Location quotients (LQs) reveal the relative concentration of an industry in a region, as compared to the reference area (national) concentration. It is a simple ratio calculation where results greater than one indicate a local specialization, and results less than one indicate that the industry is lagging locally.

The Calvalho classification system uses the LQ, industrial effect, and differential shift effect results to descriptively categorize industries. The categories range from “driving” to “marginal”, as shown in Table 1. It is a useful tool for describing the current state of a local industry in a simple way.

Table 1: Carvalho Classification System

Carvalho classification

The results

The results from the various analysis techniques were usually in the same ball park, but sometimes quite different.

In a comparison of the shift share variants, the traditional shift share analysis revealed 25 regions with a positive differential shift effect for the resource and energy sector; meanwhile, the MFP analysis showed 31 regions with a positive interaction effect for the same industry.  However, the interaction effect is not necessarily a softer measure of growth as Red Deer, for example, had a positive differential shift effect but negative interaction effect. Similar oddities appeared in other sectors, like knowledge-based services. The Vancouver Island and Coast region was among those with a negative differential shift, but positive interaction effect. Calgary had a positive differential shift but negative interaction effect.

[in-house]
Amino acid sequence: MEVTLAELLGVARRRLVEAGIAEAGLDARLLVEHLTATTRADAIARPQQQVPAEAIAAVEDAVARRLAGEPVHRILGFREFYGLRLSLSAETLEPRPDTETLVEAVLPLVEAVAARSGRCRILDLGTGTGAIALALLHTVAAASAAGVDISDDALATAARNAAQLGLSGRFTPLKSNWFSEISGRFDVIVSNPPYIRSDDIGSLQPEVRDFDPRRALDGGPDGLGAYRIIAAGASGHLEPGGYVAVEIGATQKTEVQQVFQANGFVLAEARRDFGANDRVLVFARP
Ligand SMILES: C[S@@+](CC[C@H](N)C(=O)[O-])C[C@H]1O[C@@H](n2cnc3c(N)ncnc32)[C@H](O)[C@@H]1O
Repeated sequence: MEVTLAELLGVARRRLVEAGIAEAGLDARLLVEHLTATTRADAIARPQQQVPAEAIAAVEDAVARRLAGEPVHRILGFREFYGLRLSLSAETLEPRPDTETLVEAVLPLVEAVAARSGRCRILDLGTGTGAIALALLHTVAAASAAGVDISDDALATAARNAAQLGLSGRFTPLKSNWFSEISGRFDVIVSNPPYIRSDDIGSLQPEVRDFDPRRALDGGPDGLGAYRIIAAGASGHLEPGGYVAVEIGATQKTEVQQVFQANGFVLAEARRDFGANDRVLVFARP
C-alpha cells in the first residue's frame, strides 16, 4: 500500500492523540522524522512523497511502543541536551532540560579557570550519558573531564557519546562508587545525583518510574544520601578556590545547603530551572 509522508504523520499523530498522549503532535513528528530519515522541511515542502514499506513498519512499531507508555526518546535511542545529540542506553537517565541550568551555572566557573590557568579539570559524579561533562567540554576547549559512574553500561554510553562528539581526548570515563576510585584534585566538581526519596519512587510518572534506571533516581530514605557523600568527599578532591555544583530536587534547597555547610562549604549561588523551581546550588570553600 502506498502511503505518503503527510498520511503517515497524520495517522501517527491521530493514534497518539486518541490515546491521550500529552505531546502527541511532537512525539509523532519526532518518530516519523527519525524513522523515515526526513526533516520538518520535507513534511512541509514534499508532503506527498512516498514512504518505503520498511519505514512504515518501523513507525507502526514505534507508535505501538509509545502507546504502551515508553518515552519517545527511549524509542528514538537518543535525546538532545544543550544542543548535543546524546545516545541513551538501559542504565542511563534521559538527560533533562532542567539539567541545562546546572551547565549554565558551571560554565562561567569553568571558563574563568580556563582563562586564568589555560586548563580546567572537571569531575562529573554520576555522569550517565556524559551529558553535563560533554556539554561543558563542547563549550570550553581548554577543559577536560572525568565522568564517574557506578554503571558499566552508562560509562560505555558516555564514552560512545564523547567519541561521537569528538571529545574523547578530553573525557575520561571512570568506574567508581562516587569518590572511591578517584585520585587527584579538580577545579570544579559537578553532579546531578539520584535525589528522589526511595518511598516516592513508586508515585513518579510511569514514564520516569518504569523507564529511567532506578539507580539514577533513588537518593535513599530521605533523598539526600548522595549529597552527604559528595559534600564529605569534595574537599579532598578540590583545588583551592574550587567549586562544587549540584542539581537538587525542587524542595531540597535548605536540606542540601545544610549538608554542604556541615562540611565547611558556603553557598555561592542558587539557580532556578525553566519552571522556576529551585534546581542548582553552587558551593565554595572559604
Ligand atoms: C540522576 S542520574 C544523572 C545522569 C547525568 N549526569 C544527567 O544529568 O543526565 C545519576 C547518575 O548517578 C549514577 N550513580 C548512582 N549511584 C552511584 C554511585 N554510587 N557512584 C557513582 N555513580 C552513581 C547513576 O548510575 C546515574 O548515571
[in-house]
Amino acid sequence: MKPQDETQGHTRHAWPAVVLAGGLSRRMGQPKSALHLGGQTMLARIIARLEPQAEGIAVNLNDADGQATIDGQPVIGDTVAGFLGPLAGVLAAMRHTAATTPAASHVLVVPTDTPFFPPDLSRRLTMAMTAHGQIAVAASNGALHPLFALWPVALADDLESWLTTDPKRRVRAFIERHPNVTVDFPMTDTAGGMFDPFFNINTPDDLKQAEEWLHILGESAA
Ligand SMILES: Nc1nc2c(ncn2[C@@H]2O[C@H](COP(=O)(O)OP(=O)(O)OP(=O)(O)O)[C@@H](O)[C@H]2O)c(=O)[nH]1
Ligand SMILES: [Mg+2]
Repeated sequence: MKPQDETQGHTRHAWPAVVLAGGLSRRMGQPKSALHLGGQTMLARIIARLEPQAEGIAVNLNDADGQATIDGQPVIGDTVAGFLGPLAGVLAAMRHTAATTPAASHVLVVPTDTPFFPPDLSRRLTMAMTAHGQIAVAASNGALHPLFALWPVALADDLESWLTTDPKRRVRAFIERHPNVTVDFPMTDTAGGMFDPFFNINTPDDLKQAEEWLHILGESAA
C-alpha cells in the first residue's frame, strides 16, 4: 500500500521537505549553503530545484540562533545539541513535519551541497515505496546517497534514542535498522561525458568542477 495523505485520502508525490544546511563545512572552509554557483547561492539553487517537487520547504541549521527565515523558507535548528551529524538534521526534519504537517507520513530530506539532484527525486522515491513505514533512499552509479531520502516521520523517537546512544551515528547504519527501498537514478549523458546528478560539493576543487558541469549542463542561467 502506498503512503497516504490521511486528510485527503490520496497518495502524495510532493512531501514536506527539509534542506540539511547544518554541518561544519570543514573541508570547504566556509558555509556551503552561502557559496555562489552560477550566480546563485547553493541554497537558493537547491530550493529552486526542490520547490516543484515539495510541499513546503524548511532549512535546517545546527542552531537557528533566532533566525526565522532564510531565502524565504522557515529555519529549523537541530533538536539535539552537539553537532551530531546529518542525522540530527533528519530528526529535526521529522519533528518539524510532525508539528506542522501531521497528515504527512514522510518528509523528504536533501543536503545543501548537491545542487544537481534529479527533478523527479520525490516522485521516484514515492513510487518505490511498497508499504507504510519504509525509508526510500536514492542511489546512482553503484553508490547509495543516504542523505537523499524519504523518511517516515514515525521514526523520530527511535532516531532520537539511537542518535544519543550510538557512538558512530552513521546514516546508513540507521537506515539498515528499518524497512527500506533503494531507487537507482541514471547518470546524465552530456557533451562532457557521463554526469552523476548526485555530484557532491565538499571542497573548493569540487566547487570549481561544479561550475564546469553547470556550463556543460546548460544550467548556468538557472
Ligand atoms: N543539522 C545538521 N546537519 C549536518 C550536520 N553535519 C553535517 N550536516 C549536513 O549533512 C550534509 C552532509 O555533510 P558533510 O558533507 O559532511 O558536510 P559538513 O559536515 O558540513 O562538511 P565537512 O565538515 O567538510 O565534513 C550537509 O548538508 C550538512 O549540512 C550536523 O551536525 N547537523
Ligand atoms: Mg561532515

When comparing the Carvalho classification and MFP results, seven regions had “challenging” manufacturing sectors but six of those had a positive interaction effect. In the resource and energy sector, many regions were classified as “evolving”, a lukewarm category in the Carvalho spectrum, but had a strongly positive interaction effect. There were also inconsistencies between the Carvalho classification and shift share results. In the knowledge-based service sector, Toronto, Ottawa, and the Outaouais and Capitale-Nationale regions earned the highest Carvalho classification (“driving”), while Toronto, Calgary, Ottawa, and Kitchener-Waterloo-Barrie earned the highest positive differential shift effects. In case you’re curious, Toronto, Montreal, and Ottawa had the highest positive interaction effects.

More information is better

What the results above tell us is that different analysis techniques take the same raw data and find different conclusions, each with its own advantages. Traditional shift share reveals unique regional advantages, but puts more emphasis on industrial mix effect. MFP provides additional detail by dividing growth rates into finer components and taking into account the performance and concentration of other industries in the region. Location quotients and Carvalho classifications provide simple results that everyone can understand